I was surprised by such a large number. I did not believe it at first.

The staffer directed me to a November 18, 2014 press  release on her website:

I’ve had 120,000 California constituents write and call, of which about 93 percent are strongly opposed. And, I’d say to the chairman of the committee, one of the things that interested me from reading these constituent letters was really how informed individuals were about this pipeline.

Over one hundred thousand people called into her office? In 2013, hundreds of thousands of people called from all over the country telling US Senators to oppose the Tooomey-Manchin background check bill. Apparently, it is possible for American voters to #MakeDCListen.

But they will not listen if voters do not call. I wonder how many conservatives, how may Republicans and freedom-minded independents in California have given up on the idea of calling their US Senators and demanding that they change their opposition to Keystone? If a politician's number one goal is to get reelected, then voters should start signaling some kind of support by pushing their representatives on issues that they care about.

I refused to believe that no one can find more than 120,000 people in the state of California who would support Keystone. No matter how green conscious selected Democratic strongholds may be, there are plenty of low and middle-income Californians who benefit from lower gas prices. Imagine also the lower electric bills and other diminished energy costs which would follow from passing Keystone.

Besides, Feinstein's proffered economic argument is fallacious. Increased oil output and supply for the global market will ensure more domestic crude for consumption at home. Lower fuel prices will follow, and benefit not just individual drivers, but businesses, corporations, and investment firms intent on creating wealth, expanding business, increasing profits, and hiring more people.

Increased energy availability is win domestically, financially, and eventually in terms of national security. Petro-garchy states like Nigeria, Russia, and the Middle Eastern countries (some of which sponsor terror and military aggression) draw much of their wealth from oil production and distribution. Removing the oil profits from the OPEC countries (and rogue states in South America) will reinvigorate American preeminence. One OPEC spokesman predicted that the world will never see $100 a barrel oil again.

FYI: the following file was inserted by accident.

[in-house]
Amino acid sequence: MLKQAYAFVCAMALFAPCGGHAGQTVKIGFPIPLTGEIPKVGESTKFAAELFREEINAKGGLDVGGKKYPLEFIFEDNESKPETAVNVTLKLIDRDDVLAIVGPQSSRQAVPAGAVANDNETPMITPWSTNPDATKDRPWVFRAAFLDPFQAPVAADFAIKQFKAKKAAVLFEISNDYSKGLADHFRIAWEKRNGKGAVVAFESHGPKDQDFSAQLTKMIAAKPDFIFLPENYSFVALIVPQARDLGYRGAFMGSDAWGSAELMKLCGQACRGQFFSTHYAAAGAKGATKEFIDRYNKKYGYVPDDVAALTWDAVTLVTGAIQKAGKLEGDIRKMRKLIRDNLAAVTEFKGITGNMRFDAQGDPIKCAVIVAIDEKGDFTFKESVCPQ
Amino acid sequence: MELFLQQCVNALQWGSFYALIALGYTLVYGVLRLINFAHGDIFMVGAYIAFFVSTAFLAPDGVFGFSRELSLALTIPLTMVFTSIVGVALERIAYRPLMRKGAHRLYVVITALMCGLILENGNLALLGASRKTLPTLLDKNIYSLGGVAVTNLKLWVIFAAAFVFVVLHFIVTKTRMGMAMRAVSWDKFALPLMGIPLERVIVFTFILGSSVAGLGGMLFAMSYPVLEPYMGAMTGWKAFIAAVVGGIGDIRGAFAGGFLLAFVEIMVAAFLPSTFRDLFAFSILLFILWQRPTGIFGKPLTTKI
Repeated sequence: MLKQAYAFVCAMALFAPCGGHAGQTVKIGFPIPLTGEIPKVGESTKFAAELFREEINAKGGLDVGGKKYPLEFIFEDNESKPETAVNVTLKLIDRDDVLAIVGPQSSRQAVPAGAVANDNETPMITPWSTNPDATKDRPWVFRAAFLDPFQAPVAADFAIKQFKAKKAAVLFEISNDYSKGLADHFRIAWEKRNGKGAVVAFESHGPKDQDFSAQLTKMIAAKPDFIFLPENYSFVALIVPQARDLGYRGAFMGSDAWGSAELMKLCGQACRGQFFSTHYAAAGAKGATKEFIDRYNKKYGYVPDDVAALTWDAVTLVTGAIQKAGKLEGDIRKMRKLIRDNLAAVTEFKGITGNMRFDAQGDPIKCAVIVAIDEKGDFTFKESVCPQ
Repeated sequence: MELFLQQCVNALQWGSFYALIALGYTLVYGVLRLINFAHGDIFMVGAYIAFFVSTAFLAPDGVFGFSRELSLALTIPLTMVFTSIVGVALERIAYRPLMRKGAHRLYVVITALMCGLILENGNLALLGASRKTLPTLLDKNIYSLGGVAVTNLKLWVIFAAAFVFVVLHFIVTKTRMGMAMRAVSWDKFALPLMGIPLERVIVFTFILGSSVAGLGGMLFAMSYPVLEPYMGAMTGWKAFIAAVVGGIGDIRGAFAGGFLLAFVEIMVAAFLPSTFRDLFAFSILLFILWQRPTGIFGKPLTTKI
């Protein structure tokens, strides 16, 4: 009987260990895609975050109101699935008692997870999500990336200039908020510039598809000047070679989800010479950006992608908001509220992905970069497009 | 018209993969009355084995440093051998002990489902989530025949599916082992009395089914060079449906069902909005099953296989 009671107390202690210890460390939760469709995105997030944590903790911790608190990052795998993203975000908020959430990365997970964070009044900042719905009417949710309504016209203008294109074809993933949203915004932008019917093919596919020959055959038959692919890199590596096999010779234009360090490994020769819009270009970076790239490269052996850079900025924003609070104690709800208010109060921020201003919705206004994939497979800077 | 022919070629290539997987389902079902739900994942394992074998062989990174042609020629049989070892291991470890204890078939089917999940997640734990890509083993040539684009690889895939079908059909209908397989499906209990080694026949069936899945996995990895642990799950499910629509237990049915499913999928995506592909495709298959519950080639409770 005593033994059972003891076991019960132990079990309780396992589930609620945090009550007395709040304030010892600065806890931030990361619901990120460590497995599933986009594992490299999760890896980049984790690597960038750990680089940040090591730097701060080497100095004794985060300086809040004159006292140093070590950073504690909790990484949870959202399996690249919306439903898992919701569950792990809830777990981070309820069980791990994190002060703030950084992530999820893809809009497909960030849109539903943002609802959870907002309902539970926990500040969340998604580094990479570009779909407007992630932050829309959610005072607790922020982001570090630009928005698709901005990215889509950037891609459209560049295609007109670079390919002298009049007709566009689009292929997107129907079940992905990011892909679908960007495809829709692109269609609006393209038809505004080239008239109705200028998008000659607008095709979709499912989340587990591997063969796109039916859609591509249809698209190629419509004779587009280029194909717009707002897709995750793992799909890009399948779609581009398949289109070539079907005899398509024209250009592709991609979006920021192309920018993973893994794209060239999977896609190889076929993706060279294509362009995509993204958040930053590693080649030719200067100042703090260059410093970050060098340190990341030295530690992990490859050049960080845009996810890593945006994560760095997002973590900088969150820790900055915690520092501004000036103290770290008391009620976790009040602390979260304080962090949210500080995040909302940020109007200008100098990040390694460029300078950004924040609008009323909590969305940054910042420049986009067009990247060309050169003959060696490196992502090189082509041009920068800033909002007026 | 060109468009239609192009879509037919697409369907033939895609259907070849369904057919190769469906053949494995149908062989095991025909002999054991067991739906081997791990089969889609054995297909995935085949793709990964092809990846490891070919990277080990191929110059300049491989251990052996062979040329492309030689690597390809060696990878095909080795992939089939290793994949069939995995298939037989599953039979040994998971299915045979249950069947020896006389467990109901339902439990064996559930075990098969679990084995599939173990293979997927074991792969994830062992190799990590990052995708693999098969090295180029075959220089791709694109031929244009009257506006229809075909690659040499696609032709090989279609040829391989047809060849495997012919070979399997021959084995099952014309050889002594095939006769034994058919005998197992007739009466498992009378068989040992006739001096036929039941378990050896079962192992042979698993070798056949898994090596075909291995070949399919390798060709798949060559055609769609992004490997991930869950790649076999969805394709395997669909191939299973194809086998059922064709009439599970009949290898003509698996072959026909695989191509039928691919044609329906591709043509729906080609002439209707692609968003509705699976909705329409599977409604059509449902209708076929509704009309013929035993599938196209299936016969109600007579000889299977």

Even normally Democratic allies like the labor unions and the mainstream media support Keystone. The facts, the politics, and the advocacy all urge construction of this project. Potential legal hurdles have been removed, as well, including the recent decision from the Nebraska federal district court throwing out the lawsuit blocking Keystone.

US Senator Dianne Feinstein's argument against Keystone are untenable. It's time for California residents to let her know that the diverse opinion from more than 100,000 callers supports this project. 

And so should she.

Washington, DC Office:

331 Hart Senate Office Bldg.
Washington, D.C. 20510
Phone: (202) 224-3841
Fax: (202) 228-3954
TTY/TDD: (202) 224-2501

San Francisco Office:

One Post Street
Suite 2450
San Francisco, CA 94104
Phone: (415) 393-0707
Fax: (415) 393-0710

Los Angeles Office:

11111 Santa Monica Blvd.
Suite 915
Los Angeles, CA 90025
Phone: (310) 914-7300
Fax: (310) 914-7318

San Diego Office:

880 Front Street
Suite 3296
San Diego, CA 92101
Phone: (619) 231-9712
Fax: (619) 231-1108

Fresno Office:

2500 Tulare Street
Suite 4290
Fresno, CA 93721
Main: (559) 485-7430
Fax: (559) 485-9689